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Sunday, October 16, 2011

RIP Dan Wheldon

As you know by now, Indy Car driver Dan Wheldon died today as a result of injuries in a fifteen car crash in Las Vegas.  How ironic is it that this year, this thirty-three old driver won the Indianapolis 500 and now, on the last race of the season, met his untimely end.

So what does this have to do with horse racing?  Both jockeys and drivers risk their lives each time they get in the saddle or sulky and it is often underappreciated by those that wager on the races.  In the last year or two, it seems we have seen so many accidents, but fortunately, the drivers involved have managed to survive.  However, you know never when tragedy may occur.  I was there at Yonkers Raceway when Billy Haughton got involved in the accident which eventually took his life.  Both auto and horse racing learns each time there is a fatal accident and tries to minimize the possibility of another fatal accident by making improvements but you can't escape the fact drivers and jockeys are racing at high speeds with little protection.

Sometimes we think driving or riding is easy, why can't the driver make the right move?  Remember, these riders and drivers are doing their best at high speed.  While we all want winners, our main concern should be a safe outcome for all involved, be it horse or driver.  It looks so safe, but sometimes we take the effort of these drivers and jockeys for granted.  While it is their choice of a career, the last thing we want to be is a witness to a tragedy (I can still see that race at Yonkers Raceway so many years ago) which will stay with us forever.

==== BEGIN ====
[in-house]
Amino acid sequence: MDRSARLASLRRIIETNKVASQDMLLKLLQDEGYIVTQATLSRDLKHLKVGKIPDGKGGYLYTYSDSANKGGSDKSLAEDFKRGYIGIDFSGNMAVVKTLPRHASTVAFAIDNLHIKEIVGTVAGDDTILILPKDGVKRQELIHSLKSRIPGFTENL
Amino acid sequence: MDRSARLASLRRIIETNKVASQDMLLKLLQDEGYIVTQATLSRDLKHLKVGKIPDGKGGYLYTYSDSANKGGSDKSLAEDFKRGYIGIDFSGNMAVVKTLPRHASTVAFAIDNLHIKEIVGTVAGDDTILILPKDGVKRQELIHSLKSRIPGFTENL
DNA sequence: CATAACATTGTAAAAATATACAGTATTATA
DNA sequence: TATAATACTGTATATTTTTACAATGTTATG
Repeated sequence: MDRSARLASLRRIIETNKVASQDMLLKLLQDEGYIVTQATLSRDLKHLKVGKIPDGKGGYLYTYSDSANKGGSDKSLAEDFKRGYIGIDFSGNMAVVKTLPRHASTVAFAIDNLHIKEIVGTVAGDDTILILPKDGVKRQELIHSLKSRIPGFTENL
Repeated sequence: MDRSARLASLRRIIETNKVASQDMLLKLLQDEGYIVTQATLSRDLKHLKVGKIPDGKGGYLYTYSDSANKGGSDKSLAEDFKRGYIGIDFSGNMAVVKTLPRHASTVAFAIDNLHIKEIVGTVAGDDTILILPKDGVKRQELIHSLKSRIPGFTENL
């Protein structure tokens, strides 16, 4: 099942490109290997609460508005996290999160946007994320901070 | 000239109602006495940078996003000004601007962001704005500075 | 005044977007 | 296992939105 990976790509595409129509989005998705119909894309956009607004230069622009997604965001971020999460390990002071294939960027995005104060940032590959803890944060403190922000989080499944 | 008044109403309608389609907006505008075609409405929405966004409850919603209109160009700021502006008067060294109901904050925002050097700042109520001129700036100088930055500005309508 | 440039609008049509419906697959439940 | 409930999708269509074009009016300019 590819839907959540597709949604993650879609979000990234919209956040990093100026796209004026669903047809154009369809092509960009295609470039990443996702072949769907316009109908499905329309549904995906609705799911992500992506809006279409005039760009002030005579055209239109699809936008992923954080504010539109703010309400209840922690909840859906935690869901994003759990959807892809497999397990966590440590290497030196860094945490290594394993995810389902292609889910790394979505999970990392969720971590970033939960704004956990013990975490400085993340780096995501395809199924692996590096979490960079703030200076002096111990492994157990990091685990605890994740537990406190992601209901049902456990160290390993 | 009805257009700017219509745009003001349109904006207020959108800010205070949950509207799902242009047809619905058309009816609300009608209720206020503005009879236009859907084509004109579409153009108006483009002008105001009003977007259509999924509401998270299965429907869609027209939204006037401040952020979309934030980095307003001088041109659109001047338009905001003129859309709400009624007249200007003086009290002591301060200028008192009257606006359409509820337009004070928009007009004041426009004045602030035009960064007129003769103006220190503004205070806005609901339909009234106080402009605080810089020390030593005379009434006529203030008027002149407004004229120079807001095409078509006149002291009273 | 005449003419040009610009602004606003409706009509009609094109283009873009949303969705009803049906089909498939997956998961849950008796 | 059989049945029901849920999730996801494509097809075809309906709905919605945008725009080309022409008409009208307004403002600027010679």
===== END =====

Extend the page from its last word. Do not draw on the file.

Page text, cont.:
RIP Dan Wheldon and our sympathies to your family..  

3 comments:

riceownz2 said...

That wreck was so terrible. I keep replaying my mind the interview they did with him before the race. He was one of my favorites.

JLB said...

I have owned standardbreds for 23 years. In that time, I have had the opportunity to jog about 300 horses, mostly "bombproof" horses who could be trusted not to take advantage. I have also turned half a dozen of them and trained them. Anyone sitting in the grandstand who doubts the courage of the trainers and drivers who sit behind these horses, going at speeds over 30 mph, and following each other nose to helmet, should put themselves in a jog cart or racebike, and find out what it is like.

Pacingguy said...

I was amazed the one time I sat behind my horse. The first thing that came to mind is how these drivers are able to see around these rumps.

It takes a certain person to drive horses and I will give them all the credit in the world. I certainly wouldn't do it.